Ask Elizabeth: Real Answers to Everything You Secretly Wanted to Ask About Love, Friends, Your Body… and Life in General by Elizabeth Berkley (2011)

askElizabeth Berkley of Saved by the Bell fame shares advice and encouragement with teen girls in this scrapbook-style self-help book.

Recommended grade level: 7-12

Pages: 240 (for ISBN 9780399254499)

Genre(s) and keywords: nonfiction, girls’ nonfiction, self-help

Tone/Style: personal, positive

Pace: moderate

Topics: self-esteem, body image, romantic relationships, family, friends, grief and loss, depression

Themes: self-confidence, being true to oneself, growing up

Summary: A teen girl’s guide to life, love, friends, and growing up, in an intimate diary format from Saved By the Bell star and popular teen spokesperson Elizabeth Berkley.

Ask Elizabeth is the complete guide to teen life; the last and only self-help book they’ll ever need. Drawn from the many workshops Elizabeth Berkley has conducted with teen girls across the country, Ask Elizabeth brings these revealing and intimate conversations to life on the page.

Much like a private diary, the book is a personal resource that girls can turn to when they seek answers to teen life’s toughest questions. It contains real and practical advice, anecdotes, and Elizabeth’s own life lessons in answer to frequently asked questions from Elizabeth’s workshop, such as: What do you do when you look in the mirror and don’t like what you see? or How do you get a guy to know you’re alive?

Along with a panel of experts, Elizabeth advises teen girls in matters of sex, nutrition, fitness, body image, personal relationships, and more. (Source)

Who will like this book?: Girls looking for advice, support, and a sense of normalcy and community in navigating issues of self-esteem, body image, relationships (romantic, family, and friends), and moods. Anyone who needs some positivity and inspiration in navigating the common challenges of being a teen.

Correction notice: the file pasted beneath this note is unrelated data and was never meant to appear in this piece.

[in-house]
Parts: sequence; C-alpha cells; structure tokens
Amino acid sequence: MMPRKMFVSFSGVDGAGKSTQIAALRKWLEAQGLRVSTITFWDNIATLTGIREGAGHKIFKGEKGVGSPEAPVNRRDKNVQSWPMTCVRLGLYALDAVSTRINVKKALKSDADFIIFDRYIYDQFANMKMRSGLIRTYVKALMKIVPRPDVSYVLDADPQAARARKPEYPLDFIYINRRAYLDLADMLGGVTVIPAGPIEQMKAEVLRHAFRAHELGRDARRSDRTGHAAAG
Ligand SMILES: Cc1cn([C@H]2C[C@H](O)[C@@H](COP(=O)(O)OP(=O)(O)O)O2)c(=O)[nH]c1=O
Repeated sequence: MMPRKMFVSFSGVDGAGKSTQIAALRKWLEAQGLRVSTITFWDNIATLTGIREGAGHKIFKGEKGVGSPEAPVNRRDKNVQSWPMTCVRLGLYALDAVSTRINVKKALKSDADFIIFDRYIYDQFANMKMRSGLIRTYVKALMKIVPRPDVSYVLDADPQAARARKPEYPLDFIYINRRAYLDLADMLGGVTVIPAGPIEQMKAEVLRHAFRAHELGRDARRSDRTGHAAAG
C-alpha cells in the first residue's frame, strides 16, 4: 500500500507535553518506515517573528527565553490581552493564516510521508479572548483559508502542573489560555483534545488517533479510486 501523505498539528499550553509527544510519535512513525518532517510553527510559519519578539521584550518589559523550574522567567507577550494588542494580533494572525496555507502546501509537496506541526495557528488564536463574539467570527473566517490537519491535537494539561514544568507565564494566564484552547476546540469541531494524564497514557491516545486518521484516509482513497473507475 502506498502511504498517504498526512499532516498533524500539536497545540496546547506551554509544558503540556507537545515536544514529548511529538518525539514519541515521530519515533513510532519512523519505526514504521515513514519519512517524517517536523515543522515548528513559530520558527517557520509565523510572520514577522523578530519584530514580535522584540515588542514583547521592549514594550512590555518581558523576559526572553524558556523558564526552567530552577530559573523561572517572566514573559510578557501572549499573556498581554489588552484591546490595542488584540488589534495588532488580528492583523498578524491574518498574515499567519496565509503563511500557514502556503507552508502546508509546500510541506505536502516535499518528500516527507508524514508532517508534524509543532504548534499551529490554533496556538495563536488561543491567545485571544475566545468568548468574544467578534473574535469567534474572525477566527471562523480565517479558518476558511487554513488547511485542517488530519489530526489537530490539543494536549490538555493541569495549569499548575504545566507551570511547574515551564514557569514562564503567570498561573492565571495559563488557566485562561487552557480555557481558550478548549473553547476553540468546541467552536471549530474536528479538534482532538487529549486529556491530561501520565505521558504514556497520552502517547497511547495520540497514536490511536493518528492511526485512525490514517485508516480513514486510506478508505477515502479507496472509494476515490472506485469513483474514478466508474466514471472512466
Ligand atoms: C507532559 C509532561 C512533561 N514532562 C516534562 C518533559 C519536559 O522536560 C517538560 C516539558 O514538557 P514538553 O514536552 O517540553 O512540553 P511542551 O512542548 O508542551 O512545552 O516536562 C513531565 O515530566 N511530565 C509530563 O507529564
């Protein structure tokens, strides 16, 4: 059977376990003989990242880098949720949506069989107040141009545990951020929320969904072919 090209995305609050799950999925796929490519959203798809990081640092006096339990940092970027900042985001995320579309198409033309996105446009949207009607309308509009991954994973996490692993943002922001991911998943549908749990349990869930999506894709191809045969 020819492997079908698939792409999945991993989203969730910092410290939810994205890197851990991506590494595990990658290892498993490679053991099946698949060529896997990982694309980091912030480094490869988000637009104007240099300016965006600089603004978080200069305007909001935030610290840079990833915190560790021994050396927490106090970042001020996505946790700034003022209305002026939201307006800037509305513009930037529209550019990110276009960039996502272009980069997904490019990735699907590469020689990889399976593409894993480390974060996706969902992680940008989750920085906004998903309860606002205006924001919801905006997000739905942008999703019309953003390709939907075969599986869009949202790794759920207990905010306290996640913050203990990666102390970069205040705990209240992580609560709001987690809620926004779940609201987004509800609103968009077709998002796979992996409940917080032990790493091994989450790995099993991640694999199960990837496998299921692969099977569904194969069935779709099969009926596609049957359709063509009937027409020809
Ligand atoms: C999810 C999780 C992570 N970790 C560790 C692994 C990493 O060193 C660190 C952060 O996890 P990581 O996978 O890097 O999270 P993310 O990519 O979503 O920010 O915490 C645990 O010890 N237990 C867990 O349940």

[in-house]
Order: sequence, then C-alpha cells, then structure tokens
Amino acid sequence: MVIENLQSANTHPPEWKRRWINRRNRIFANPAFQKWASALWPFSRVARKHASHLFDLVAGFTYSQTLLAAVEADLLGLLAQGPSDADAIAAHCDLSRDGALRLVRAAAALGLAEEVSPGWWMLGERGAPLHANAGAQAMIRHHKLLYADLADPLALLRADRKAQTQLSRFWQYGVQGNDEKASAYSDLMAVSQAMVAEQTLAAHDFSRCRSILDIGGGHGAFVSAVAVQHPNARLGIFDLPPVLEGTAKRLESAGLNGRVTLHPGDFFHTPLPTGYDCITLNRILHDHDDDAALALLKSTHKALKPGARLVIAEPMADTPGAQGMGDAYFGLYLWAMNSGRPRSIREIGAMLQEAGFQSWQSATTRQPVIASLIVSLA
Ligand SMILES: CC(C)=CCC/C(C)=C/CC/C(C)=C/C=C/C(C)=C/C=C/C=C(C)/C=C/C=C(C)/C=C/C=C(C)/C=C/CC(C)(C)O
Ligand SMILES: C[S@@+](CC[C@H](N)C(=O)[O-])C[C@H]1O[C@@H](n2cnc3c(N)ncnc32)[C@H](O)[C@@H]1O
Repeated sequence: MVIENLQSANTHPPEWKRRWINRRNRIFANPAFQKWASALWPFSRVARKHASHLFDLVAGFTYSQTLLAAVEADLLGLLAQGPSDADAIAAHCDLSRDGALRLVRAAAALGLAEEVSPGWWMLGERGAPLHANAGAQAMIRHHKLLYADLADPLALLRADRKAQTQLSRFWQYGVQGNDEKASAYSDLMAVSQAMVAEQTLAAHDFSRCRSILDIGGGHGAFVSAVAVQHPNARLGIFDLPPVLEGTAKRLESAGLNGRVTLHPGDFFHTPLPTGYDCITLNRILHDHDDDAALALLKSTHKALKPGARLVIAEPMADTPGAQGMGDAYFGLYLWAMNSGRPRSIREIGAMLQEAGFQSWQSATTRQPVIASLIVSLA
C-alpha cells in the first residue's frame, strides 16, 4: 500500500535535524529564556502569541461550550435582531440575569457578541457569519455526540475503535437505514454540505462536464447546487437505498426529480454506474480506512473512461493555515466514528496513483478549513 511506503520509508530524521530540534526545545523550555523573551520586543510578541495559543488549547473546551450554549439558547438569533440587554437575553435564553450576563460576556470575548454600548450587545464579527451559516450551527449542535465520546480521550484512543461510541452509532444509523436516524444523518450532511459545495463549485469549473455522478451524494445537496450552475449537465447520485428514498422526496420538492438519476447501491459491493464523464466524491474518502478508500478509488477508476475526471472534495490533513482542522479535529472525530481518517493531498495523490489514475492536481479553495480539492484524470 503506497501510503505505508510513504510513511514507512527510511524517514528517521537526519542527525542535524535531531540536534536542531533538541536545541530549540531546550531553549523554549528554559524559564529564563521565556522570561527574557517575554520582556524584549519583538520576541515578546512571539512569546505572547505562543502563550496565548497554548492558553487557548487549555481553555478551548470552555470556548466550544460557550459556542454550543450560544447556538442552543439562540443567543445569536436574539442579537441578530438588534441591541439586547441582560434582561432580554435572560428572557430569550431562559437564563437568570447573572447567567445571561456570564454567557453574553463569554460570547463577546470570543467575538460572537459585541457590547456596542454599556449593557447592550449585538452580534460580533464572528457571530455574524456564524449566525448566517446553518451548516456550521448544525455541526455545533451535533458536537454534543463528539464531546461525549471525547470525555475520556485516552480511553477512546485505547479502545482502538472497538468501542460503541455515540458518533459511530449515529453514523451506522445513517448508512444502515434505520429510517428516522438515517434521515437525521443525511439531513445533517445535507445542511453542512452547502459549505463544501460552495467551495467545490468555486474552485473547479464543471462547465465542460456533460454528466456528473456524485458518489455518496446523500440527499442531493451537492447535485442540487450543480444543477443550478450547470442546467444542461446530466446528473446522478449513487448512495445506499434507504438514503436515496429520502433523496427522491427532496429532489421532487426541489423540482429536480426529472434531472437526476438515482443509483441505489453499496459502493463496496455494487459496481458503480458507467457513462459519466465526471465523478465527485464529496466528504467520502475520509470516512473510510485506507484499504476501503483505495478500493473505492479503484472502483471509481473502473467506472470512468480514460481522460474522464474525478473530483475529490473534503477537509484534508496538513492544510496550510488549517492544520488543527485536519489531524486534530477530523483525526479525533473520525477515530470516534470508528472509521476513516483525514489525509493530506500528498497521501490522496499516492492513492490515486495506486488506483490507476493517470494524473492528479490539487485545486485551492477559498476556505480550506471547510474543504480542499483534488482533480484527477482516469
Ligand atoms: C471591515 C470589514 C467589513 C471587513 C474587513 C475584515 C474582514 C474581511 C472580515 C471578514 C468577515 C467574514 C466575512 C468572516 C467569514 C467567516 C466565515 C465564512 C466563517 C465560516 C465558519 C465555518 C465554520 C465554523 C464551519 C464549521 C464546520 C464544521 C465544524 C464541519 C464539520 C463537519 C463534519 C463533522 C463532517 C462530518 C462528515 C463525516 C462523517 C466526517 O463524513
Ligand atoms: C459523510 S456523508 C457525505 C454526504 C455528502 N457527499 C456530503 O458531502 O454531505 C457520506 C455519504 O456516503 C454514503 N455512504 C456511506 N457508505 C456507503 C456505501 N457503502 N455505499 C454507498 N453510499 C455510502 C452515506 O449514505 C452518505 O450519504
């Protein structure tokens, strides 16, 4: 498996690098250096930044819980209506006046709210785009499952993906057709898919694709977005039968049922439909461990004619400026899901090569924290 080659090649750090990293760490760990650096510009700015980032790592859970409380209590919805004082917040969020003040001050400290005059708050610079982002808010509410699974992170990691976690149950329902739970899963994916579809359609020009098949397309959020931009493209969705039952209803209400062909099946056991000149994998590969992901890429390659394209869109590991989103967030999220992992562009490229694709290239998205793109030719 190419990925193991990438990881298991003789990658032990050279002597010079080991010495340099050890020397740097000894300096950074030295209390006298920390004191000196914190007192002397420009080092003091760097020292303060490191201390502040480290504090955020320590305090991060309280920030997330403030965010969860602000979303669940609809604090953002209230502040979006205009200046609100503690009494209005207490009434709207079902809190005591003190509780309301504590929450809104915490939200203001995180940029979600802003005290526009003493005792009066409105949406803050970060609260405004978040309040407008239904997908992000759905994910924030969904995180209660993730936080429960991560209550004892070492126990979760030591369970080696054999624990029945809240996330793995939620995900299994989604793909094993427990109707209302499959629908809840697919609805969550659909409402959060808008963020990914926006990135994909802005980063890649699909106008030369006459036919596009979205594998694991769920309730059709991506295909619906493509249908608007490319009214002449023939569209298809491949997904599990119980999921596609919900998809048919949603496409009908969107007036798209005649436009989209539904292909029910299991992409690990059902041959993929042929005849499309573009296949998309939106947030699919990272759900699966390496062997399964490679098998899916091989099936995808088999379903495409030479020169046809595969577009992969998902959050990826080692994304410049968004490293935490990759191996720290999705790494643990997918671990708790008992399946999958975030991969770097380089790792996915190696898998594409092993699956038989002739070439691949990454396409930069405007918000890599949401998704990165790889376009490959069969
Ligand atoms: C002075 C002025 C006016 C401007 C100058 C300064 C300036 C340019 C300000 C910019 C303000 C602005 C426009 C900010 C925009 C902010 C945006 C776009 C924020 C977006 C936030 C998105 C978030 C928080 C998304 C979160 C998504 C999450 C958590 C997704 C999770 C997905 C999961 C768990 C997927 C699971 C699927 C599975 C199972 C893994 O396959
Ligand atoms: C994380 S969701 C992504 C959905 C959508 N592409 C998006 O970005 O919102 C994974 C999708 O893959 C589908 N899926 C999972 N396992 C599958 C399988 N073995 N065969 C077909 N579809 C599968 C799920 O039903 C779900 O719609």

Who won’t like this book?: The book doesn’t get too deep into any particular issue. It’s great as a starting point or a general teen support book, but if the reader is dealing with a more specific issue (say, mental illness, grief, or an abusive relationship), suggest other books that address those issues more fully (maybe in addition to this one). This book is not for boys.

Other comments: Despite what it says in the description, this book doesn’t really cover sex. The relationship stuff is mostly about having healthy relationships, knowing who is right for you, and dealing with breakups. Most of the girls quoted are ages 14+, but most of the content in this book will be relevant to middle schoolers (if not now, then soon), and there shouldn’t be much to worry content-conscious parents.


What to read next: There are lots of great self-help books for dealing with common teen girl experiences. (Not so many for boys, unfortunately.) Try these: Speak Up!: A Girl’s Guide to Having Your Way and Speaking Your Mind by Halley Bondy; Girls Against Girls: Why We Are Mean to Each Other and How We Can Change by Bonnie Burton; Operation Beautiful: One Note at a Time by Caitlin Boyle (for some self-esteem boosters); and Don’t Sweat the Small Stuff for Teens: Simple Ways to Keep Your Cool in Stressful Times by Richard Carlson (for both boys and girls).


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